Court Rebuffs Burger King in Trans Fat Case

CSPI's Lawsuit to be Heard in D.C. Superior Court


WASHINGTON—Lawyers for Burger King failed to have a lawsuit over the company’s use of artificial trans fat dismissed. The Center for Science in the Public Interest sued the chain in May 2007 because it is the only one of the three top burger chains not to promise to phase out its use of partially hydrogenated frying oil. CSPI sued in Superior Court for the District of Columbia, but Burger King transferred the case to a federal court and then asked for it to be dismissed, insisting, ironically, that CSPI’s claims did not belong in federal court.

On February 19, a federal judge rejected each of Burger King’s legal arguments and sent the case back to D.C. Superior Court—setting the stage for what CSPI hopes will be a trial that results in an injunction stopping the chain from using the discredited ingredient or, at the very least, requiring prominent signage warning of trans fat in BK’s fried foods.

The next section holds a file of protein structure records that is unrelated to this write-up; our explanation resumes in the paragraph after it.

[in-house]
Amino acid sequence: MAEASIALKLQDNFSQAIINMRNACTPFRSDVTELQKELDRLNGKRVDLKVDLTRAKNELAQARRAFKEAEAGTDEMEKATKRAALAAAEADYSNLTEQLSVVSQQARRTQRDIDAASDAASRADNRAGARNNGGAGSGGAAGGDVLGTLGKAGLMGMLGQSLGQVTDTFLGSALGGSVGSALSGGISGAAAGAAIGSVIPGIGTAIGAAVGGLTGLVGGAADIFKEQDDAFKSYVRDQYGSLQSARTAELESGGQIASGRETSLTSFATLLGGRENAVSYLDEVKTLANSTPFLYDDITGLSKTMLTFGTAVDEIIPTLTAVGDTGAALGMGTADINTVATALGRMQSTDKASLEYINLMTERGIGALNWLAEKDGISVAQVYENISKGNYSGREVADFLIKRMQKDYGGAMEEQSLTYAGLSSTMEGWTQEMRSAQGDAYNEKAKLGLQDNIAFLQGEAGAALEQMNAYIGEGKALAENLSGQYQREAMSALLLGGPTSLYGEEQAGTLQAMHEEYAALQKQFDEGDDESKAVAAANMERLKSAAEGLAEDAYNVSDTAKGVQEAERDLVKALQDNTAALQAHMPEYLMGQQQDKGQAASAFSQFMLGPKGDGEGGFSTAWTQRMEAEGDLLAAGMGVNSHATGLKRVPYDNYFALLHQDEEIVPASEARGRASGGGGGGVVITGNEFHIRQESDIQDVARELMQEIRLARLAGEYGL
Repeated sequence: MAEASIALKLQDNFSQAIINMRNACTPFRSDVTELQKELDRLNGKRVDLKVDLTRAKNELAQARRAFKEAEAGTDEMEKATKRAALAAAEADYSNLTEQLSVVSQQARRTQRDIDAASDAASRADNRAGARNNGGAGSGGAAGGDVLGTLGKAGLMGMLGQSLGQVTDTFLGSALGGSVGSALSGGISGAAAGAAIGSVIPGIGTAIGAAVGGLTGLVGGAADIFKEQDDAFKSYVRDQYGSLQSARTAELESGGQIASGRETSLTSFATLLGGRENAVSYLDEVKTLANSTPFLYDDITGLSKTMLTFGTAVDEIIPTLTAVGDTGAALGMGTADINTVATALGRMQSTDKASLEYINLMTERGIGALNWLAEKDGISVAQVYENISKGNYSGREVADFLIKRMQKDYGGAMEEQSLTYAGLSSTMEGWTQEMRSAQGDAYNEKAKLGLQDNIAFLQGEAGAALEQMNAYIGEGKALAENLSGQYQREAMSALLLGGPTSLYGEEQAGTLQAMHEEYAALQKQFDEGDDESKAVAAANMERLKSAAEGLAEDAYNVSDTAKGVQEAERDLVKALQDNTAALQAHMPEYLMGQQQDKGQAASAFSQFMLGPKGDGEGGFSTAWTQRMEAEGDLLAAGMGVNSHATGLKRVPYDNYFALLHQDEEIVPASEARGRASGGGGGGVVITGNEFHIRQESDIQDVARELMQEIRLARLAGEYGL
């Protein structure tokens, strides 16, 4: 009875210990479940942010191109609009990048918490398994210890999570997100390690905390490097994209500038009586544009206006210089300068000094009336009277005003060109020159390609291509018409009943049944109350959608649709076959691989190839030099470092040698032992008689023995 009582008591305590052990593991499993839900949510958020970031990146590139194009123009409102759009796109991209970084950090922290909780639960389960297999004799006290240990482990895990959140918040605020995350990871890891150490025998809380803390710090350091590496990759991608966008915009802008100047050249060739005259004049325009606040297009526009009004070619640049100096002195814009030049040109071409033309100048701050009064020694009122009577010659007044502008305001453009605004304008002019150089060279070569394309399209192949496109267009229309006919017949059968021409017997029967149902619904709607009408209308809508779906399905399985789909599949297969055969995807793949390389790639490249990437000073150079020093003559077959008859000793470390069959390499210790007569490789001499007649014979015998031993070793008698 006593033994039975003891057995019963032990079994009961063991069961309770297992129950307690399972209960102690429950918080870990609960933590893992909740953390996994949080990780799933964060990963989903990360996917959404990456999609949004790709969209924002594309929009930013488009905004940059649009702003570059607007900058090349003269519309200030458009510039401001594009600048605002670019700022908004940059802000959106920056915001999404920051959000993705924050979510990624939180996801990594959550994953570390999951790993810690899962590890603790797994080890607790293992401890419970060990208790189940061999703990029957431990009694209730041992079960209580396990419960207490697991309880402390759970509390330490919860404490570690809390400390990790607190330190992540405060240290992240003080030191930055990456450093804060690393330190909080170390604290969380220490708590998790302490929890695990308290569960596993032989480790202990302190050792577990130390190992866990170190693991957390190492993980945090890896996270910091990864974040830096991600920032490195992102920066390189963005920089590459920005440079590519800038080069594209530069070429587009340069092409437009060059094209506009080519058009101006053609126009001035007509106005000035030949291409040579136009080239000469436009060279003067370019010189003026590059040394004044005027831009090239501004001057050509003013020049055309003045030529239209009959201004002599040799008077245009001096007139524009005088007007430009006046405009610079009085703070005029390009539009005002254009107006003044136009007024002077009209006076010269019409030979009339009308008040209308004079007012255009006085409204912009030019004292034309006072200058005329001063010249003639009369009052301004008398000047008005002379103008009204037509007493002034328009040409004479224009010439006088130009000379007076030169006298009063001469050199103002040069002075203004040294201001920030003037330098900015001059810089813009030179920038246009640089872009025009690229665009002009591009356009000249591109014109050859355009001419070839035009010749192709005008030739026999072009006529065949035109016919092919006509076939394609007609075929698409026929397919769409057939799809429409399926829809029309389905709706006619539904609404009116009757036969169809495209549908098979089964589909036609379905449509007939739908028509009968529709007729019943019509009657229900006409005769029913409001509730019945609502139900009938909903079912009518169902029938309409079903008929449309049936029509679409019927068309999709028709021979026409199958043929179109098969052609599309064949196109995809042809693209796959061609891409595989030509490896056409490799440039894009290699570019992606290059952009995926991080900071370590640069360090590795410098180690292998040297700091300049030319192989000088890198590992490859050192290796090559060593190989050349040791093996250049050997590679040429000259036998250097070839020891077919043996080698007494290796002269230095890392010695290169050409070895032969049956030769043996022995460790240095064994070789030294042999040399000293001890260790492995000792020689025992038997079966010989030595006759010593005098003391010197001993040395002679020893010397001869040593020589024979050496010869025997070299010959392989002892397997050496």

“Burger King’s argument was similar to that of the kid who kills his parents and then asks for leniency because he’s an orphan—it transferred the case to a court where it did not belong, and then asked that court to dismiss the case,” said CSPI’s Litigation Director Stephen Gardner. “It is increasingly clear that the proper way for Burger King to make this case go away is to stop using oils with artificial trans fat in its deep-fryers.”

Wendy’s and McDonald’s are each phasing out their use of partially hydrogenated oil. KFC stopped using it for deep-frying in 2007 after CSPI sued the company, though it still uses it in biscuits and pot pies. Fried foods from Burger King are alarmingly high in trans fat, according to CSPI. A regular-size order of Chicken Tenders with a large order of French fries has 8 grams of trans—more than someone should consume in four days.

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